How Libya saw the light

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The idea that Libya's Col. Muammar Qaddafi last March saw American forces invading Iraq and decided "the jig was up" for Libya is attractive in its simplicity. But the events that led to the surprise declaration on Dec. 19 that Libya would scrap its own weapons programs are more complicated and stretch out over a longer period.

Libya and the United States have been in an unannounced state of conflict since 1981, when American jets shot down two Libyan planes over disputed waters. Qaddafi retaliated with terrorist attacks in Rome and Vienna. The US embargoed Libyan commerce. In 1986, President Reagan ordered the bombing of Qaddafi's compound, killing 37 persons, in reprisal for the bombing of a West Berlin cafe in which two American GIs were killed. In 1988, the back-and-forth violence reached its climax with the bombing of Pan Am Flight 103, killing 270 on board.

With the collapse of the Soviet Union, the world began to look different. Qaddafi started putting out conciliatory feelers. He surrendered two Libyan agents for trial for their role in the bombing. He eventually agreed to pay $2.7 billion in compensation for families of Pan Am victims.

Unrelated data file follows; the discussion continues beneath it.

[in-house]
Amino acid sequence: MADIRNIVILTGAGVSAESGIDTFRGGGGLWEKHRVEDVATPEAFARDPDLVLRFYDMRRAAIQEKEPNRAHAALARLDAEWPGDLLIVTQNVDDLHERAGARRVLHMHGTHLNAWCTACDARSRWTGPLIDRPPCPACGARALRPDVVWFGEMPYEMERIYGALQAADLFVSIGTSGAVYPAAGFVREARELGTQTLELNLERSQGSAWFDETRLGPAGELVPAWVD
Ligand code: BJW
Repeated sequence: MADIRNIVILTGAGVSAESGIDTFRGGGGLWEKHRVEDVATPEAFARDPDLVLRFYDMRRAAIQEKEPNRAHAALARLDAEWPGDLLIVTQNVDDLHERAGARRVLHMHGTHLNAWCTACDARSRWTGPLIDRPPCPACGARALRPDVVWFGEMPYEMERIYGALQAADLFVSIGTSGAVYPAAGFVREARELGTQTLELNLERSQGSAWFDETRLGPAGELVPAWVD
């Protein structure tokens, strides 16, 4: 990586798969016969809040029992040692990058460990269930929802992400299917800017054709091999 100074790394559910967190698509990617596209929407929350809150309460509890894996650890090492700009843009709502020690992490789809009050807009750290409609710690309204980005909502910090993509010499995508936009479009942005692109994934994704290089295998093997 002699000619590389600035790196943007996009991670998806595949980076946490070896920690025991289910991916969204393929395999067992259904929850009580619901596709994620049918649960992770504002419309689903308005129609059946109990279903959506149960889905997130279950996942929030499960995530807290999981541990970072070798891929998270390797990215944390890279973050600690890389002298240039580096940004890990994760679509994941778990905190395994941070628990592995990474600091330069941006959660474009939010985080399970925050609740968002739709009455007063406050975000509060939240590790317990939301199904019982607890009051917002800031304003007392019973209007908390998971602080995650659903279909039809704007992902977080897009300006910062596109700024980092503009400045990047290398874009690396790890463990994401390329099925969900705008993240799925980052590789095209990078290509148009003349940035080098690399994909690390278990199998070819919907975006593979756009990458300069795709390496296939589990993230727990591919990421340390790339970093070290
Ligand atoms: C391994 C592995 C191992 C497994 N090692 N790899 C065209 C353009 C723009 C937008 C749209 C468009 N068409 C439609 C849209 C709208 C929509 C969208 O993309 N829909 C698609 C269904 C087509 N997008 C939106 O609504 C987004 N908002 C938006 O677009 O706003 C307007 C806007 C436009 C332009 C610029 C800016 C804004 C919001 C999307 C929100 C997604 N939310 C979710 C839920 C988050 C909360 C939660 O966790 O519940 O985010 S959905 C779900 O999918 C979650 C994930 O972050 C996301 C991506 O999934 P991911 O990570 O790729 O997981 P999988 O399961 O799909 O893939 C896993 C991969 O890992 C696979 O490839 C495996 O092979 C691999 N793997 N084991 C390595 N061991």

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By the late '90s, a full-scale peace offensive was under way. In an interview with author Milton Viorst for Foreign Affairs magazine, the Libyan dictator said of terrorism, "All of these things are of the past, an era that is over." After the Sept. 11 attacks, Qaddafi made a speech expressing sympathy for America, and stressing the need to "eliminate the common dangers of international extremism and terrorism." Libya volunteered antiterrorist intelligence support.

But Libya's rehabilitation and the lifting of sanctions finally came down to the issue of weapons of mass destruction. Libya at first said it didn't have any, neglecting to say it had nuclear and chemical programs under way. The breakthrough came in secret meetings with British and American intelligence officers when Libya was challenged to allow unconditional inspection, and, after some tense exchanges, finally agreed.

Libya itself hastened to make the announcement, leaving it to President Bush and Prime Minister Tony Blair to follow with their statements of pleasure.

Colonel Qaddafi, often called eccentric, had perceived the way the wind was blowing in a post-cold-war world. If only Saddam Hussein had.

Daniel Schorr is a senior news analyst at National Public Radio.

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